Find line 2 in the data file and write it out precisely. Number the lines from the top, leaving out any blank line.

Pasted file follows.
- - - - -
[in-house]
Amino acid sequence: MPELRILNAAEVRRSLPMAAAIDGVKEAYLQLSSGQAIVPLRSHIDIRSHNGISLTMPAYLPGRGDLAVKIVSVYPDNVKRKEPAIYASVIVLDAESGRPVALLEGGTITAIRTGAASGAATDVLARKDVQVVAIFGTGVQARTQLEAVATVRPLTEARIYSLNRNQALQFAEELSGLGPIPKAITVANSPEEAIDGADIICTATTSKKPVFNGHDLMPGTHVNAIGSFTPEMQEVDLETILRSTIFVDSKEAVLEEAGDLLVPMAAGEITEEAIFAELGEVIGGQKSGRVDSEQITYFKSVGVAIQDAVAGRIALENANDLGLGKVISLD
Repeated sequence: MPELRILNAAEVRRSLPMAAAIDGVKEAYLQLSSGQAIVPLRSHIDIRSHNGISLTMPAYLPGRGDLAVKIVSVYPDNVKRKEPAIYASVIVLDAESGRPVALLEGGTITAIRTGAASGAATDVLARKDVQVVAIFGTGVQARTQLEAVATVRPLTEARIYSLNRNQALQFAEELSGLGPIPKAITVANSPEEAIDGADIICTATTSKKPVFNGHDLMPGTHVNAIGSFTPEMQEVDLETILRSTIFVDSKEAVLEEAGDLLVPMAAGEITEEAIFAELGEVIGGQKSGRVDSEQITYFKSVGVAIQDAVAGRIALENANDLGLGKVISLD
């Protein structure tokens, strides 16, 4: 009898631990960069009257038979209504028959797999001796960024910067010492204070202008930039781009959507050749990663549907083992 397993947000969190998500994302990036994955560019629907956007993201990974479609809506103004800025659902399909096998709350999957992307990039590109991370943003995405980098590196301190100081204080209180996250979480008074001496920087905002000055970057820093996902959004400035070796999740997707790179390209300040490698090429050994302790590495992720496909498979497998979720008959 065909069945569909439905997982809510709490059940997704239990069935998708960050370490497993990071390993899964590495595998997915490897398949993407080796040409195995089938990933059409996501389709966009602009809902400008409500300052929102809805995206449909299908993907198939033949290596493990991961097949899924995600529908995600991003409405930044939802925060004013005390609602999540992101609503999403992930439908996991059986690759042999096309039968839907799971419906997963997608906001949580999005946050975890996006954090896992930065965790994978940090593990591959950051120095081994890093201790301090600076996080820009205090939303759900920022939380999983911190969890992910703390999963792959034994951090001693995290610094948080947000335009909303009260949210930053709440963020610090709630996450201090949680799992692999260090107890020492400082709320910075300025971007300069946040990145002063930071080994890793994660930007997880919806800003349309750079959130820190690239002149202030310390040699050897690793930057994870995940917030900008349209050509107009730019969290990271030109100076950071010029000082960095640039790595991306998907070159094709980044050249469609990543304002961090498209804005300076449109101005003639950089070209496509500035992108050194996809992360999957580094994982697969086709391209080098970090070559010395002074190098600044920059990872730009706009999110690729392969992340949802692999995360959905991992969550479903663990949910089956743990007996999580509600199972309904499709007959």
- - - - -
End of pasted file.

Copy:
Amino acid sequence: MPELRILNAAEVRRSLPMAAAIDGVKEAYLQLSSGQAIVPLRSHIDIRSHNGISLTMPAYLPGRGDLAVKIVSVYPDNVKRKEPAIYASVIVLDAESGRPVALLEGGTITAIRTGAASGAATDVLARKDVQVVAIFGTGVQARTQLEAVATVRPLTEARIYSLNRNQALQFAEELSGLGPIPKAITVANSPEEAIDGADIICTATTSKKPVFNGHDLMPGTHVNAIGSFTPEMQEVDLETILRSTIFVDSKEAVLEEAGDLLVPMAAGEITEEAIFAELGEVIGGQKSGRVDSEQITYFKSVGVAIQDAVAGRIALENANDLGLGKVISLD